Mitr Chaibancha (Born Phetchaburi 1934- Died Jomtien1970)
Originally called Pichet Pumhem, Mitr Chaibancha was born in Phetchaburi although at the age of 8 he moved to Bangkok after his parents separated. He was enrolled in a Thai boxing school where he became their lightweight boxing champion and after college went on to the Royal Thai Air Force aviation school. There he trained as a pilot and after graduating worked as a flight instructor at Don Muang Royal Thai Air Force Base.
Some friends showed his photograph to a journalist:who then introduced him to Surat Pukkawet,the editor of a popular movie magazine. This led to Pichet appearing in his first film “Chart Sua” (Tiger Instinct) and changing his name to Mitr Chaibancha.Between 1956 and 1970 he appeared in hundreds of films and at the height of his career starred in nearly 50% of all the movies made by the Thai film industry.
In 1959 he married Jaruwan and they had a son, Yuthana, although the marriage ended in a divorce. Then in 1961 Mitr starred in “Banthuk Rak Pimchawee” (Love Diary of Pimchawee) with Petchara Chaowarat which began the most celebrated hero-heroine partnership in Thai cinematic history, the Mitr-Petchara duo making about 165 films together.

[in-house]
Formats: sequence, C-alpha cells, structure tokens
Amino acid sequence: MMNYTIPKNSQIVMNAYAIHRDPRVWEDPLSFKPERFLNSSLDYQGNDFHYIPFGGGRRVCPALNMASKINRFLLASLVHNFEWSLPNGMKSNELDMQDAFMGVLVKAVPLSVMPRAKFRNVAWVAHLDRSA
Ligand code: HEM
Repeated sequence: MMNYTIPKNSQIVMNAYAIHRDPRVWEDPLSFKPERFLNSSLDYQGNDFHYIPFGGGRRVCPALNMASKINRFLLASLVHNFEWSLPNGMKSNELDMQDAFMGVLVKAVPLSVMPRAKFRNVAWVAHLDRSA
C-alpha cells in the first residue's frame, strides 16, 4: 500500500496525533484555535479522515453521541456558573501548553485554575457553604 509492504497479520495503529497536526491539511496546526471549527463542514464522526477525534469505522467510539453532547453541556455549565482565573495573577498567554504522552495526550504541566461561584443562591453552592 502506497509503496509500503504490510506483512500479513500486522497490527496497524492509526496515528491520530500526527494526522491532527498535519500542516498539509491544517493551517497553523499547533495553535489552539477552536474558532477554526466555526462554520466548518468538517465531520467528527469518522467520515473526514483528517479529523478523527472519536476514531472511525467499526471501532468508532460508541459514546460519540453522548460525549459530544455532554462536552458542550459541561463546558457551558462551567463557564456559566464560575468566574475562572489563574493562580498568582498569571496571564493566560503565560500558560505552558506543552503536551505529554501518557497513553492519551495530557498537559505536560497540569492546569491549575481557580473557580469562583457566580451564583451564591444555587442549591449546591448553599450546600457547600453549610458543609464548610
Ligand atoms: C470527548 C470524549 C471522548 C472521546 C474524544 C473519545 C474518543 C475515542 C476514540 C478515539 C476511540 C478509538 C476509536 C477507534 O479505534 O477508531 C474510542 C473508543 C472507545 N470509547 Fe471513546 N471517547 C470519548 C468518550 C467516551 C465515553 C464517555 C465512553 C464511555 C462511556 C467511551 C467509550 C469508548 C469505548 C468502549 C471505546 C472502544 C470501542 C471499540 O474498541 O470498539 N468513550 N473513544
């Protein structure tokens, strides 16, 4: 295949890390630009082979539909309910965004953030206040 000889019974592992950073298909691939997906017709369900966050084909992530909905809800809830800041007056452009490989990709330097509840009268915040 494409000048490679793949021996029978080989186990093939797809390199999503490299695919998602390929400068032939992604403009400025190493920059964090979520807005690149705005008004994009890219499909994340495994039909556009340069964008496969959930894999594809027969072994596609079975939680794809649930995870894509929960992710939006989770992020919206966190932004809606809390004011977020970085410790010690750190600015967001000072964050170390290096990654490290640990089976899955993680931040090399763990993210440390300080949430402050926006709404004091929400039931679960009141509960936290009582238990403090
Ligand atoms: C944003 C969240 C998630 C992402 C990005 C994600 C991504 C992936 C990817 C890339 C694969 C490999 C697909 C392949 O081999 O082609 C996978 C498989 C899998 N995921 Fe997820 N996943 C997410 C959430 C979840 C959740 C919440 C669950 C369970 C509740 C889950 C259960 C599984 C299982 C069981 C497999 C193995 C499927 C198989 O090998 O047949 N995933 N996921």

The first film Mitr produced himself was “Insee Thong”(Golden Eagle)featuring the return of his popular,masked crime-fighter character: :”Insee Daeng” (Red Eagle). Unfortunately, on October 8, the last day of shooting in Jomtien, the script called for Mitr to fly off hanging from a helicopter. As the camera rolled, he leapt up to grab the rope ladder but only managed to reach the lowest rung. The helicopter pilot wasn’t aware of this and continued to fly higher and higher, with Mitr finally losing his grip and falling to the ground. The accident was all caught on film and was actually left in the final theatrical release. The fatal fall has since been removed from DVD versions of the film, with Mitr simply flying off into the distance with some on screen text paying tribute to the star.
Mitr’s death was ruled a tragic accident and on the day of his funeral the streets leading to the temple where he was cremated were packed, with tens of thousands of fans. Fifty years on many of his films have been restored by Thai Film Archive team and there is a memorial shrine dedicated to him lined with photographs and memorabilia, on 2nd road Jomtien, behind The Jomtien Palm Beach Hotel.